An exhibition requires a narrative; it must tell a story; it must send a message.
The exhibition is conceived as an itinerary that proceeds from the ubiquity of diverse emotions in the ancient world to the impact of strong and uncontrolled emotions. As the visitor moves from one section to the next, another aspect of emotions is revealed, gradually introducing the visitor from simple and familiar facts to more complex and, at times, paradoxical aspects of the emotional lives of the Greeks.
In the organization of the exhibition, the role of the curators resembles that of the scriptwriters of a movie, the exhibition designer relates to the role of the director, and the exhibition managers correspond to the role of the producers. The scriptwriters tell a story, the director presents it visually, and the producers make sure that this all happens in such a way that the audience comes to the theater, leaves it satisfied, and the critics write good reviews. The final design of this exhibition is the product of a close collaboration between the three curators, who were assisted by Mimika Giannopoulou, the very experienced exhibition designer Daniel Kerschaw, Amalia Cosmetatou, who directed the entire operation, and Roberta Casagrande-Kim, who was charged with exhibition management.
So, let us start with the story. The “story” or narrative of this exhibition is indicated by its title: Greece Is a World of Emotions. The Greeks told myths, wrote literature, performed tragedies, and made art because they were driven by emotions, because they expressed emotions, and because they wanted to arouse emotions. The Iliad, the earliest work of Greek literature—traditionally dated to ca. 700 B.C.E. or a few decades later—narrates a dramatic episode of the Trojan War. The poem’s very first word, the very first word of European literature, is an emotional term: menis, “wrath.” “Sing to me of the wrath of Achilles” is the poet’s appeal to the Muse. The subject of the Iliad is not a war, as we often think, but an emotion: Achilles’s indignation, caused by an insult. The Iliad begins by explaining the cause of the wrath, describes its manifestations and consequences—Achilles’s retreat from battle and the death of his friend Patroclus—continues with Achilles’s return to combat, the killing of Hector, whose corpse is dragged behind Achilles’s chariot, and finds closure in the mourning of Achaeans and Trojans for their fallen heroes Patroclus and Hector. Emotions dominate also the second early epic, the Odyssey: its main subject is Odysseus’s desire to return home (nostos). It is also the narrative of the loyal affection shown to Odysseus by his wife, his son, his slaves, and his dog. From its very beginning, Greek literature made emotions the center of its observation and treatment. While the rhapsodes were singing of the emotions of past heroes, Archilochos, a Parian poet of the mid-seventh century B.C.E., was singing about his own emotions: affectionate friendship, love, hatred because of betrayal, fear of death, and courage. He is the first poet who addresses his soul (thymos), urging himself to take joy and bear grief with measure, and to be stronger than hope and fear. The lyric poets of the next generation were quick to follow, and Sappho was honored as the “tenth Muse” for a love poetry that still gets under our skin.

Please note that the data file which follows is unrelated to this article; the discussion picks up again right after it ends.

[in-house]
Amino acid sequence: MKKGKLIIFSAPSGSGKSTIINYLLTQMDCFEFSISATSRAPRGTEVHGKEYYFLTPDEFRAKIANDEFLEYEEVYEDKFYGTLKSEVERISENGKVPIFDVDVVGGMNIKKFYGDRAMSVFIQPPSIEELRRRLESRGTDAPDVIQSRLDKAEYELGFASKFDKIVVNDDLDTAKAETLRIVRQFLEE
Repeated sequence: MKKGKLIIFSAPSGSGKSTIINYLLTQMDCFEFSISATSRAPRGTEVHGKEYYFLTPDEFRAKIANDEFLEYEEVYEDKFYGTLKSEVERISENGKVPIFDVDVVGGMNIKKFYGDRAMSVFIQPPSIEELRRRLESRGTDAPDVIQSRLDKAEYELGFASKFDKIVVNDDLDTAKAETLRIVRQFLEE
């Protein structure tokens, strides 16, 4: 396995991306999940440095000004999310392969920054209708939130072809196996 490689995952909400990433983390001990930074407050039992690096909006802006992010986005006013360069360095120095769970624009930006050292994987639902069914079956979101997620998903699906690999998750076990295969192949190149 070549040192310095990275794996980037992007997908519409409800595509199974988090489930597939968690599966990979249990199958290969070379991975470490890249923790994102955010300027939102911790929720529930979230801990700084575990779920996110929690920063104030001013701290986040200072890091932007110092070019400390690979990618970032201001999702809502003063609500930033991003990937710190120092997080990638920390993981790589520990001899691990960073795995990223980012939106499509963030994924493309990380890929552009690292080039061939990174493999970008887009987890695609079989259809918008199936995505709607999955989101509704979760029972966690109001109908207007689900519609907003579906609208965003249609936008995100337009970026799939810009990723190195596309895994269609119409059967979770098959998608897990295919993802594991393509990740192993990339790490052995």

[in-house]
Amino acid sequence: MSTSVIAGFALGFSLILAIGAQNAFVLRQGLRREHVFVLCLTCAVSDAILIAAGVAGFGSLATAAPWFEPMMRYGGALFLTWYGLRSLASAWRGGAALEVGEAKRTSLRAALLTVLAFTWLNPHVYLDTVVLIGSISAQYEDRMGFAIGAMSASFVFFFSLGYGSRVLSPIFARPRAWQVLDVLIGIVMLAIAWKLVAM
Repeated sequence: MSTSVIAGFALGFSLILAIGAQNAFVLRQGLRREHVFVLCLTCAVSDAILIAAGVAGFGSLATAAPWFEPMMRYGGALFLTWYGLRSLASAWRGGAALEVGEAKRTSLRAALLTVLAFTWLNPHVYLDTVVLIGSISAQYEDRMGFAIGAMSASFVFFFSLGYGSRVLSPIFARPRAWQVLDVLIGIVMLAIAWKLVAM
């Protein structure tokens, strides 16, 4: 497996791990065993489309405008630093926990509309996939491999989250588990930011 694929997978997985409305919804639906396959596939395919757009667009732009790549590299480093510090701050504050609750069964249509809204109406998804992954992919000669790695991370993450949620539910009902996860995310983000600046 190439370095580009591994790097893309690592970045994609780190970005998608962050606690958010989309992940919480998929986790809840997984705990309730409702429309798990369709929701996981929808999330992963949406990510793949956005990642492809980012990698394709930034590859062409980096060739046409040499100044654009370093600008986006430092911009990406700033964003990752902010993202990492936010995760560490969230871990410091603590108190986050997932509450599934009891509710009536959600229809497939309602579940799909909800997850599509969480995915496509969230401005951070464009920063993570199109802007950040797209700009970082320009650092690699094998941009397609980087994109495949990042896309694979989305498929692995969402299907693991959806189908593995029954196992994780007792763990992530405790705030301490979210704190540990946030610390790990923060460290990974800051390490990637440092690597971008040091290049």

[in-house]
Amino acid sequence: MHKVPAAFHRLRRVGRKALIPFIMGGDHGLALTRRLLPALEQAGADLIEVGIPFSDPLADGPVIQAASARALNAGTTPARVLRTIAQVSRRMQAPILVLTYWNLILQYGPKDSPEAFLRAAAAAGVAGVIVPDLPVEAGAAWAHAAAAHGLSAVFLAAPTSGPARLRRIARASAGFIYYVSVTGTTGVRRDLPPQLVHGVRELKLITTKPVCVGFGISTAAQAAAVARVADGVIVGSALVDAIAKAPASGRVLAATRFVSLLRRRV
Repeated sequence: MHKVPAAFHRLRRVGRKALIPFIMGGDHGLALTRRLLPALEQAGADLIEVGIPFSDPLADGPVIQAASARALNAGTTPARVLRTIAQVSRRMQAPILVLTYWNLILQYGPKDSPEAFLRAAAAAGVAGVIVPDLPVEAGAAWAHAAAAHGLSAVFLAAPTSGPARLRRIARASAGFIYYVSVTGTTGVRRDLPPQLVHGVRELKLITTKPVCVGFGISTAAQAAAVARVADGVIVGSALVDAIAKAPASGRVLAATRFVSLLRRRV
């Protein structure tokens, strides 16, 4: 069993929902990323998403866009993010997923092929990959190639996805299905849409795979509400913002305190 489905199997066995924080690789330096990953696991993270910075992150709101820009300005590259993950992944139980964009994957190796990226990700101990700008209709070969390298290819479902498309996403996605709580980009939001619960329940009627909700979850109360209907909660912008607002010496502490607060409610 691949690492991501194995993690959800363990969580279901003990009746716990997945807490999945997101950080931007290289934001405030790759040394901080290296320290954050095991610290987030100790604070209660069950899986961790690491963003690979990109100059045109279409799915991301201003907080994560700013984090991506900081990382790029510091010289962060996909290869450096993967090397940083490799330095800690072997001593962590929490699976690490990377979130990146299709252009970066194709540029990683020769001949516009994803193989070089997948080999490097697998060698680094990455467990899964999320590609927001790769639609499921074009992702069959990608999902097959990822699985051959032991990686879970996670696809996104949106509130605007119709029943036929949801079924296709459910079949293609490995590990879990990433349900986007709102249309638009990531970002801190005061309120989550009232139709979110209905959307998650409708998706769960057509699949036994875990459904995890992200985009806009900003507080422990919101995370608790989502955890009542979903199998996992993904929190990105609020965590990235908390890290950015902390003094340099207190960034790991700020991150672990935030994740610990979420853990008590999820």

Figure 4: Marble Statue of a Kore from the Acropolis in Athens, ca. 520–510 B.C.E. The young woman gathers up her long garment as she approaches the goddess to whom she will offer a fruit, a bird, or a flower, in expression of gratitude and piety. Colors and metal ornaments contributed to the girls’ grace. Athens, Acropolis Museum, Acr. 670.
Emotions shaped Greek culture no less than reason. This is a simple and straightforward message. But, still, the story is full of tensions, contrasts, contradictions, and conflicts. There are many ways to tell this story, but an exhibition must choose one, otherwise it will confuse the visitor; it will be incoherent and unclear. And although the visitors may want to see something twice or may want to spend more time in front of an object than another, nevertheless, they should be gently guided from one theme to the next. This exhibition does not require any pre-existing knowledge. For this reason, a meaningful itinerary had to proceed from simple and familiar images to the more complex, shocking, and puzzling.